Sermon for Reminiscere, the Second Sunday in Lent, AD 2022

Matthew 15:21-28; 1 Thessalonians 4:1-7

St. Paul speaks to the Thessalonians about their sanctification, that they become holy as God is holy. Many of the Thessalonians were Gentiles and did not grow up with the Old Testament or the Law of Moses. Among these Gentiles who followed pagan religions, there was no sense of being holy in the way God commands us to be holy through the Ten Commandments. So while believing Paul and becoming Christians, the Thessalonians were not used to living in a way different than the world.

The gods of their world, the Greek and Roman, did not care about any holiness that included refraining from sin. One could just go to the temple of the pagan god, pay for whatever sacrifice or rite, and he would be good with that god until he needed him later. There was no sense of freedom from sin, no holiness, just service and payment. Such was the problem for the Canaanite woman who comes to Jesus. She is from a pagan world and the pagan gods cannot help her. In fact, her daughter is now severely oppressed by a demon. She needs the deliverance that only Jesus can give.

Even though she is from a pagan place, she must have heard about Jesus, for she cries out to him, “Have mercy on me, O Lord, Son of David; my daughter is severely oppressed by a demon.” You may remember from a few weeks ago, the blind man calling out to Jesus on the road to Jericho, saying the same thing, “Son of David, have mercy on me!” The people try to silence the blind beggar, but he calls out all the more, and Jesus comes to him and heals him.

Yet the opposite happens with this woman. She cries out to the Son of David, and he does not answer her. No one tries to silence her, and even the disciples beg Jesus to send her away, for she keeps crying out continually. Why doesn’t Jesus answer her request to the Son of David? What is different about her from the beggar? The answer is in Jesus’ answer to the disciples, “I was sent only to the lost sheep of the house of Israel.

The Son of David comes as a promised king, the messiah who will restore all things, but specifically he is the king of Israel. Jesus has come as their king and shepherd, when they are led astray by their false leaders, Herod’s people and the pharisees and Sadducees, Jesus desires to bring these lost sheep back to Him. So when there is a blind beggar in Israel, when no one will take care of this man who God commands they care for, Jesus is there with compassion and healing. He is restoring and growing his kingdom.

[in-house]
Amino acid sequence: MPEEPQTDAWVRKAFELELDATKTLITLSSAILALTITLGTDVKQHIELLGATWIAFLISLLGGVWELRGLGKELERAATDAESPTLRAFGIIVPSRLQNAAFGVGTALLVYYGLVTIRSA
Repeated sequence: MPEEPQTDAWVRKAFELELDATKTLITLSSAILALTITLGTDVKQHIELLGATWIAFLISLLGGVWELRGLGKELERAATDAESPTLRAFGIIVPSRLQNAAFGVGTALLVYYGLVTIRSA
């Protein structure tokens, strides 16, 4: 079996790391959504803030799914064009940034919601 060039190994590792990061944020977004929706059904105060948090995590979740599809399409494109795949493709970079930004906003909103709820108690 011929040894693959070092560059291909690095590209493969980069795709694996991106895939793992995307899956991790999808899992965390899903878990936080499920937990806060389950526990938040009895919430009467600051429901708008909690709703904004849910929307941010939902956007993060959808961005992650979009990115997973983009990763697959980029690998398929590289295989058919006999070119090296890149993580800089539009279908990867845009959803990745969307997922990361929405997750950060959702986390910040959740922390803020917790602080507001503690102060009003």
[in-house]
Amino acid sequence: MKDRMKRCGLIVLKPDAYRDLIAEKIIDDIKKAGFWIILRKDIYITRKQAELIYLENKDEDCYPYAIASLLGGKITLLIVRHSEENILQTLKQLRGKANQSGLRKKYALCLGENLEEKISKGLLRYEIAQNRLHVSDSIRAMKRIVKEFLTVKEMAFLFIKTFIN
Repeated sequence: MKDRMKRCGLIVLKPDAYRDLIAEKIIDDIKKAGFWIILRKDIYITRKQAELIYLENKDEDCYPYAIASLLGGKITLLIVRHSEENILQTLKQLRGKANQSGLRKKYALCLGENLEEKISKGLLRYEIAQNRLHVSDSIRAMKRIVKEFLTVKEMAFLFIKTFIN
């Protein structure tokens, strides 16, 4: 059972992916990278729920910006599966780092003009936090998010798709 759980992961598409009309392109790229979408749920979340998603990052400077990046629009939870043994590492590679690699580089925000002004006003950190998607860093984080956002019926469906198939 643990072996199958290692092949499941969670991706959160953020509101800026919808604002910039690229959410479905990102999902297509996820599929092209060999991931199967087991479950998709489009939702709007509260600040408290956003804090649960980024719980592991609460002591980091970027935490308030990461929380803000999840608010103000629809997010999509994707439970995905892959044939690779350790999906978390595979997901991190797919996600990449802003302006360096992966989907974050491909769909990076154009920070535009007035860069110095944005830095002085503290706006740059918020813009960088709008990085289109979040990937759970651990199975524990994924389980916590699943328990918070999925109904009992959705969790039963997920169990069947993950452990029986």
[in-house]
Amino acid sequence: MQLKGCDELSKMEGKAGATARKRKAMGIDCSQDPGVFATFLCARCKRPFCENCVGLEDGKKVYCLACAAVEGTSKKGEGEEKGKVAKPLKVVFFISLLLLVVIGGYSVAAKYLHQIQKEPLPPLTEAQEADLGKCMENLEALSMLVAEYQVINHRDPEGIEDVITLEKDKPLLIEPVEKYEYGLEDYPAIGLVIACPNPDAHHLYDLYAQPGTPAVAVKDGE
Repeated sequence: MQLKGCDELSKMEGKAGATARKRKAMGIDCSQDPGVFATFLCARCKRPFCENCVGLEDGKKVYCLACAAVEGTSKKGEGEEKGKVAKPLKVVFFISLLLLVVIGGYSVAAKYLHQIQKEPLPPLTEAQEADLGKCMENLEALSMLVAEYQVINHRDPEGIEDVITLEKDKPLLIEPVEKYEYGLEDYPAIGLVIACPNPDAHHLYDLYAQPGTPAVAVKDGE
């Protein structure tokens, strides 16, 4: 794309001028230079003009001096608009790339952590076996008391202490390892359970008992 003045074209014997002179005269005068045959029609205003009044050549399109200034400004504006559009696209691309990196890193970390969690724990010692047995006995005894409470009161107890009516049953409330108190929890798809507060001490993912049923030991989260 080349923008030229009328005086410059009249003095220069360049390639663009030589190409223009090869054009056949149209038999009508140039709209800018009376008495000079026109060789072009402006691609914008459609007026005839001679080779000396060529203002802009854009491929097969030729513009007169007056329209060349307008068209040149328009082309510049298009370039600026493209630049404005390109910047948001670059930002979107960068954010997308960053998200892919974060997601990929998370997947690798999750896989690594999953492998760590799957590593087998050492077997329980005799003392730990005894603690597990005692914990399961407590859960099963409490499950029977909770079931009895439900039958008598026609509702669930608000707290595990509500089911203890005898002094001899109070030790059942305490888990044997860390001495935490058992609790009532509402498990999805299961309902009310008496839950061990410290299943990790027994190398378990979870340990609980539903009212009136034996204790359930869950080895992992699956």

This Canaanite woman calling out to him is far outside of that kingdom. At least it appears so. She does not have any Jewish ancestry and was probably raised in paganism. The area of Tyre and Sidon where she is from was never under Israel, and always avoided as a wicked place. One would think she has no right to ask Jesus Christ, the Son of David for anything. Jesus would seem to confirm this with his answer. To her it seems like Jesus is saying she is none of his concern.

If the woman was trying to figure out Jesus’ motivation behind this, maybe she would have turned away. Maybe she would have tried to reason to bargain with Jesus for what she needed. Yet the woman did nothing of the sort – she fell down and knelt before him and said, “Lord, help me.” She threw everything she had at the mercy of the man who seemed to have rebuffed her for be presumptuous. She did not think, “well, Jesus must not want to help me after all” or “I guess since I am a Canaanite I am disqualified.” Trusting in what she knew of the mercy of Jesus, she begged for help.